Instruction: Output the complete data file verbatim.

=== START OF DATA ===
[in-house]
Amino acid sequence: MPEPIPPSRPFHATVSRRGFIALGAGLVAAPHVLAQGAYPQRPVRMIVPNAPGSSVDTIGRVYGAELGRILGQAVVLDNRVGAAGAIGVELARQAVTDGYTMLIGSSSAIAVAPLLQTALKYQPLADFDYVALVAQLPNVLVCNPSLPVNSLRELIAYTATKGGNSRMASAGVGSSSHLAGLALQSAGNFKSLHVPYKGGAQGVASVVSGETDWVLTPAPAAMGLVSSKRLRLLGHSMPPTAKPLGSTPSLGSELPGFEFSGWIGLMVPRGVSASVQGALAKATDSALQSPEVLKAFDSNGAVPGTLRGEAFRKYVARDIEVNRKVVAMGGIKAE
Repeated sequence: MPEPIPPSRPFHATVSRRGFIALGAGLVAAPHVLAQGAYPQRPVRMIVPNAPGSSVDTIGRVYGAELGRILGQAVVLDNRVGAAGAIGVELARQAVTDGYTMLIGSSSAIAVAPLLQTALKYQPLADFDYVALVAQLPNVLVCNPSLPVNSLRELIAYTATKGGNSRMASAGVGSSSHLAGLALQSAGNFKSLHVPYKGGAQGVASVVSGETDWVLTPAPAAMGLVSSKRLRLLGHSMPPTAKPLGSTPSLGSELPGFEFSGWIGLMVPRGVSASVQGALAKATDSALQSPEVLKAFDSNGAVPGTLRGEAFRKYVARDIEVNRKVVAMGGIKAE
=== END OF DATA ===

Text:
[in-house]
Amino acid sequence: MPEPIPPSRPFHATVSRRGFIALGAGLVAAPHVLAQGAYPQRPVRMIVPNAPGSSVDTIGRVYGAELGRILGQAVVLDNRVGAAGAIGVELARQAVTDGYTMLIGSSSAIAVAPLLQTALKYQPLADFDYVALVAQLPNVLVCNPSLPVNSLRELIAYTATKGGNSRMASAGVGSSSHLAGLALQSAGNFKSLHVPYKGGAQGVASVVSGETDWVLTPAPAAMGLVSSKRLRLLGHSMPPTAKPLGSTPSLGSELPGFEFSGWIGLMVPRGVSASVQGALAKATDSALQSPEVLKAFDSNGAVPGTLRGEAFRKYVARDIEVNRKVVAMGGIKAE
Repeated sequence: MPEPIPPSRPFHATVSRRGFIALGAGLVAAPHVLAQGAYPQRPVRMIVPNAPGSSVDTIGRVYGAELGRILGQAVVLDNRVGAAGAIGVELARQAVTDGYTMLIGSSSAIAVAPLLQTALKYQPLADFDYVALVAQLPNVLVCNPSLPVNSLRELIAYTATKGGNSRMASAGVGSSSHLAGLALQSAGNFKSLHVPYKGGAQGVASVVSGETDWVLTPAPAAMGLVSSKRLRLLGHSMPPTAKPLGSTPSLGSELPGFEFSGWIGLMVPRGVSASVQGALAKATDSALQSPEVLKAFDSNGAVPGTLRGEAFRKYVARDIEVNRKVVAMGGIKAE